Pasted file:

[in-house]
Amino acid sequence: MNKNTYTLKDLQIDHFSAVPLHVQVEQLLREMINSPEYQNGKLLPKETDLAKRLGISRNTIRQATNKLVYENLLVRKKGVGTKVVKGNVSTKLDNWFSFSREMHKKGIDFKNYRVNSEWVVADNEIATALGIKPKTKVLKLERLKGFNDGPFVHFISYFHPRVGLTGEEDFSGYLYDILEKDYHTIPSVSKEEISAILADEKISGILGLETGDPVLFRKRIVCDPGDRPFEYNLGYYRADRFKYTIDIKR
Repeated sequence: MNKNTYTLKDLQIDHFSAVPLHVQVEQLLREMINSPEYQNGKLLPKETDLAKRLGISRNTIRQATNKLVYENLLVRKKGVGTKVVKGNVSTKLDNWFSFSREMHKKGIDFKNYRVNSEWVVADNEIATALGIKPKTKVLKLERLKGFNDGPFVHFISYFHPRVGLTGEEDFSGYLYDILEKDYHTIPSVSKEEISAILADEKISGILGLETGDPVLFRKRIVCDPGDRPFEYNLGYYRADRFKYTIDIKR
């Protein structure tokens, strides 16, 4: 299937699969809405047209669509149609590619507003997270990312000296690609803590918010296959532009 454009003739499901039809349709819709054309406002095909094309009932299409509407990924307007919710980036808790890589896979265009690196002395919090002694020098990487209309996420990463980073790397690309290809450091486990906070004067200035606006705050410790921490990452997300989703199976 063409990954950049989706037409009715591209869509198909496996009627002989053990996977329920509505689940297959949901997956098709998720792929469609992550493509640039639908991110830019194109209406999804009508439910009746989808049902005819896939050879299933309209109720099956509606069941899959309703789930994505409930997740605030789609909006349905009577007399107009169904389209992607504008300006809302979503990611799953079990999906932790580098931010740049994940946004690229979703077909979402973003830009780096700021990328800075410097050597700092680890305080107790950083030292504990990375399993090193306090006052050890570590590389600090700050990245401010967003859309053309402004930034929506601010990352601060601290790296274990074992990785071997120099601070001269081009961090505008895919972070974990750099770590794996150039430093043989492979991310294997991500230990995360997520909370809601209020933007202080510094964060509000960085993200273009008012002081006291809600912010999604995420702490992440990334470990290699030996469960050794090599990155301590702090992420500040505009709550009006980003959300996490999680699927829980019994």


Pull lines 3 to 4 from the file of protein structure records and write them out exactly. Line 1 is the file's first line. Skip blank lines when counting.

Repeated sequence: MNKNTYTLKDLQIDHFSAVPLHVQVEQLLREMINSPEYQNGKLLPKETDLAKRLGISRNTIRQATNKLVYENLLVRKKGVGTKVVKGNVSTKLDNWFSFSREMHKKGIDFKNYRVNSEWVVADNEIATALGIKPKTKVLKLERLKGFNDGPFVHFISYFHPRVGLTGEEDFSGYLYDILEKDYHTIPSVSKEEISAILADEKISGILGLETGDPVLFRKRIVCDPGDRPFEYNLGYYRADRFKYTIDIKR
């Protein structure tokens, strides 16, 4: 299937699969809405047209669509149609590619507003997270990312000296690609803590918010296959532009 454009003739499901039809349709819709054309406002095909094309009932299409509407990924307007919710980036808790890589896979265009690196002395919090002694020098990487209309996420990463980073790397690309290809450091486990906070004067200035606006705050410790921490990452997300989703199976 063409990954950049989706037409009715591209869509198909496996009627002989053990996977329920509505689940297959949901997956098709998720792929469609992550493509640039639908991110830019194109209406999804009508439910009746989808049902005819896939050879299933309209109720099956509606069941899959309703789930994505409930997740605030789609909006349905009577007399107009169904389209992607504008300006809302979503990611799953079990999906932790580098931010740049994940946004690229979703077909979402973003830009780096700021990328800075410097050597700092680890305080107790950083030292504990990375399993090193306090006052050890570590590389600090700050990245401010967003859309053309402004930034929506601010990352601060601290790296274990074992990785071997120099601070001269081009961090505008895919972070974990750099770590794996150039430093043989492979991310294997991500230990995360997520909370809601209020933007202080510094964060509000960085993200273009008012002081006291809600912010999604995420702490992440990334470990290699030996469960050794090599990155301590702090992420500040505009709550009006980003959300996490999680699927829980019994």